The fedora is not randomly generated.
Due to its lack of special ability, AC benefits and even sale value, the Archeologist's starting fedora is often ditched near the beginning of the game for the first (usually metallic) helm the player finds.
The fedora is introduced in NetHack 3.0.0.
The fedora is a felt hat with a wide brim (about 2.5 inches or 6.4 cm) and a distinctive lengthwise crease in the crown; the style goes back as far as the 1880s. The name is derived from the 1882 Victorien Sardou play Fedora, in which actress Sarah Bernhardt (whom the play was written for) wore one while playing the titular "Princess Fedora"; the term itself would see regular use as the early 1890s. Fedoras were especially popular from the 1920s to the early 1950s, and fell out of widespread fashion after the mid-1950s - they are still occasionally seen worn as accessories in the modern day.
The Indiana Jones franchise is first set in 1936, and is significantly inspired by Secret of the Incas and its main character, Harry Steele - the fedora's inclusion in NetHack is part of the Archeologist role's homage to the series.
Some variants play up the Indiana Jones homage further by making the fedora function similar to a luck item.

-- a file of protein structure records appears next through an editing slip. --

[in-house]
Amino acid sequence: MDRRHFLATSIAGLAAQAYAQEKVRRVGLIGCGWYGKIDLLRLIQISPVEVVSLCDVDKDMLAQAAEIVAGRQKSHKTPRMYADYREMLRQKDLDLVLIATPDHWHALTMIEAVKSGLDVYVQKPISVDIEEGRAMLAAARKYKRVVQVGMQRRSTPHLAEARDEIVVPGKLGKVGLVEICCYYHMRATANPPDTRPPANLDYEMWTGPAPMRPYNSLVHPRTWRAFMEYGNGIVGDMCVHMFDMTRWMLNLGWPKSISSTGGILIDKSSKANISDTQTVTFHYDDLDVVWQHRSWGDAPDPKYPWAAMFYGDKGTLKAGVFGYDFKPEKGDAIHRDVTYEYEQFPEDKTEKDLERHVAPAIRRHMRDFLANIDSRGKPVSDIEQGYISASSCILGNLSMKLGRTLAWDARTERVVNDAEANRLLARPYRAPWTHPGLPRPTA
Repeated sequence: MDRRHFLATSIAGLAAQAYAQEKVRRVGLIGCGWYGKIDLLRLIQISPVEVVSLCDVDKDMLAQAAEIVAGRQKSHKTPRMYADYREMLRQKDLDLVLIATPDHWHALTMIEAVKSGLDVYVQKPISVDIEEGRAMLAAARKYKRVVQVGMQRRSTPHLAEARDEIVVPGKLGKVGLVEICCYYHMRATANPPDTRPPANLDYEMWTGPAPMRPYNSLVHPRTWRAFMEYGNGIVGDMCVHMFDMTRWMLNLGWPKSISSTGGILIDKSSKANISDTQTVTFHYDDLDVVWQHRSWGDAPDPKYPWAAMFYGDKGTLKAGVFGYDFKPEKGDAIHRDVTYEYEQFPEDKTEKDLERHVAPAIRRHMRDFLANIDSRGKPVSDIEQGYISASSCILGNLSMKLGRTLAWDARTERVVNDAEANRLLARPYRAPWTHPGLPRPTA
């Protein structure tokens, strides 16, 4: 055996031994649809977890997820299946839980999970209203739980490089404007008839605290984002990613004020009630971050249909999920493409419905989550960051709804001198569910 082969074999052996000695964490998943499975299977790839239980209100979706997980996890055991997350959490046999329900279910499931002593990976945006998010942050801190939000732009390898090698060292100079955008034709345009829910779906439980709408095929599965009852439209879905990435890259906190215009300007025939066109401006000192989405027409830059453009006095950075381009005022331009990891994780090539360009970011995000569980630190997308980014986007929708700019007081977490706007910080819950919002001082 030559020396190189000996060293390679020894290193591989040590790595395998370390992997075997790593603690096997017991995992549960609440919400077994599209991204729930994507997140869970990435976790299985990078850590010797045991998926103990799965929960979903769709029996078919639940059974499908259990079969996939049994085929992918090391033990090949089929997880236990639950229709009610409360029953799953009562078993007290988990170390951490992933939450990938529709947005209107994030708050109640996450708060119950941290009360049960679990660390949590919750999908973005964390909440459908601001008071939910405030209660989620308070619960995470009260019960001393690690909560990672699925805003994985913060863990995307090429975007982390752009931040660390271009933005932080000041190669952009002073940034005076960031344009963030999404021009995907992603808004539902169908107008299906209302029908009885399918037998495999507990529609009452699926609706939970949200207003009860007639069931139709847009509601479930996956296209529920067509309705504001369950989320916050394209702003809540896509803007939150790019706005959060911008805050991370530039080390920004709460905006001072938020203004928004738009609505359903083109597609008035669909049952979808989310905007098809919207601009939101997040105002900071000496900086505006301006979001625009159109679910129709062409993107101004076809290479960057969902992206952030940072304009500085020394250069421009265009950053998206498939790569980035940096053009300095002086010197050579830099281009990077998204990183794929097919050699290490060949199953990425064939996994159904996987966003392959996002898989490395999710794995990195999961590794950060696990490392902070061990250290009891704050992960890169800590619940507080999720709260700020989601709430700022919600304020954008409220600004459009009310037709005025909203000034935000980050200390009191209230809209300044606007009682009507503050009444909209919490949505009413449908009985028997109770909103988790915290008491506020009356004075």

In UnNetHack, the fedora increases base Luck by 1 for Archeologists when worn; they can also safely enchant one at a maximum of +5. In addition, a fedora may be found along with an archeologist corpse under a rolling boulder trap.
In xNetHack, Archeologists can safely enchant fedoras from a maximum of +5, and there is a chance to find one on an archeologist corpse in the path of a rolling boulder trap - both changes were adapted from UnNetHack.
In addition to SLASH'EM details, SlashTHEM incorporates the biodiversity patch, including straw golems dropping an eroded fedora upon death.
In Hack'EM, upgrading a fedora will produce an elven helm and vice versa, as in SLASH'EM.
Some hats can only be worn if you're willing to be jaunty, to set
them at an angle and to walk beneath them with a spring in your
stride as if you're only a step away from dancing. They demand a
lot of you.
[Anansi Boys, by Neil Gaiman]